(ORDO NEWS) — Using the Gemini North telescope, astronomers made spectroscopic observations of a binary system known as SDSS J222551.65+001637.7AB.
The results of the observational campaign show that the system consists of a white dwarf and a brown dwarf companion.
SDSS J222551.65+001637.7AB is a binary system located approximately 711 light years from Earth.
It was first identified in 2006 as a binary system consisting of a hydrogen-rich white dwarf and a less massive stellar or substellar companion.
More recent observations of SDSS J222551.65+001637.7AB showed that the effective temperature of the white dwarf is almost 11,000 K, and that the distance between the two objects does not exceed 350 AU.
Given that very little was known about the white dwarf’s companion in this system, a team of astronomers led by Jenny R. French of the University of Leicester observed the binary star using the GNIRS spectrograph at Gemini North.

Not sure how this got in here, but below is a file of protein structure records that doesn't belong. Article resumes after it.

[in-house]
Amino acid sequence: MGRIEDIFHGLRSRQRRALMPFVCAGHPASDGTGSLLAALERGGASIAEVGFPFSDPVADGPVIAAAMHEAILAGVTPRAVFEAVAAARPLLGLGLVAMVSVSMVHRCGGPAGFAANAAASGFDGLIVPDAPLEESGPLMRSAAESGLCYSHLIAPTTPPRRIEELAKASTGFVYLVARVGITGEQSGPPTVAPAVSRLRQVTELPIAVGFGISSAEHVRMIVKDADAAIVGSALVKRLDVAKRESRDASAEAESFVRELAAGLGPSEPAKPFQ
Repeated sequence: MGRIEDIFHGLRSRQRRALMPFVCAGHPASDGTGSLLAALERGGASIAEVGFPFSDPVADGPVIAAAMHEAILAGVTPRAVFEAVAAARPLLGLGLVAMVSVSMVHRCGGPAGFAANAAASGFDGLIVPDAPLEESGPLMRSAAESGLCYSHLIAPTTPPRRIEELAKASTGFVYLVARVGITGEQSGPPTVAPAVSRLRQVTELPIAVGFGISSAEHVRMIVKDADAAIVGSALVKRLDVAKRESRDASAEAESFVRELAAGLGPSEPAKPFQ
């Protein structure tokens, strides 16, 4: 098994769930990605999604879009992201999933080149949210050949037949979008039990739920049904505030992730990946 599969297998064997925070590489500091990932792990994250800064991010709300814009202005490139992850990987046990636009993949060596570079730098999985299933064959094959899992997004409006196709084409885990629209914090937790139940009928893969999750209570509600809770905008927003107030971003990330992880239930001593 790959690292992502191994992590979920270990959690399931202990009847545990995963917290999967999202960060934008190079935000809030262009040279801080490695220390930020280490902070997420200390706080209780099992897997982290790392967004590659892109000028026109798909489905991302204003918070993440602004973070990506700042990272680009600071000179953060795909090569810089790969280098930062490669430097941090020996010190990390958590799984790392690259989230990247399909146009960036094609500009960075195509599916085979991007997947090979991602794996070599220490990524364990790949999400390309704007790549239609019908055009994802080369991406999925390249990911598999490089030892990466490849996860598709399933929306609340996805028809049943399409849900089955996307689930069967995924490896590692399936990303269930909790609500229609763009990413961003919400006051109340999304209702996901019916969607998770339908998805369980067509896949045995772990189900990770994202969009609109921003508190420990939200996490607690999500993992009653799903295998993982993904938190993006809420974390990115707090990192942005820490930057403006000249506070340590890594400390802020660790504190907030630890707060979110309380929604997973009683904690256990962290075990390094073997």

Spectroscopic observations were carried out in July 2020 as part of the GN-2020A-Q-322 program.
Observations have shown that SDSS J222551.65+001637.7AB includes a white dwarf and a brown dwarf.
The two components of the system are separated from each other by about 207 AU. This makes SDSS J222551.65+001637.7AB the eighth confirmed white dwarf–brown dwarf binary.
According to the study, the white dwarf, designated SDSS J222551.65+001637.7A, has a mass of about 0.66 solar masses and an effective temperature of 10,926 K.
The brown dwarf SDSS J222551.65+001637.7B is spectral type L4 and its mass is estimated to range from 25 to 53 Jupiter masses.
The system is estimated to be almost two billion years old and has a minimum orbital period of 3,560 years.
According to the researchers, the two components of the system evolve separately, as they are at a great distance.
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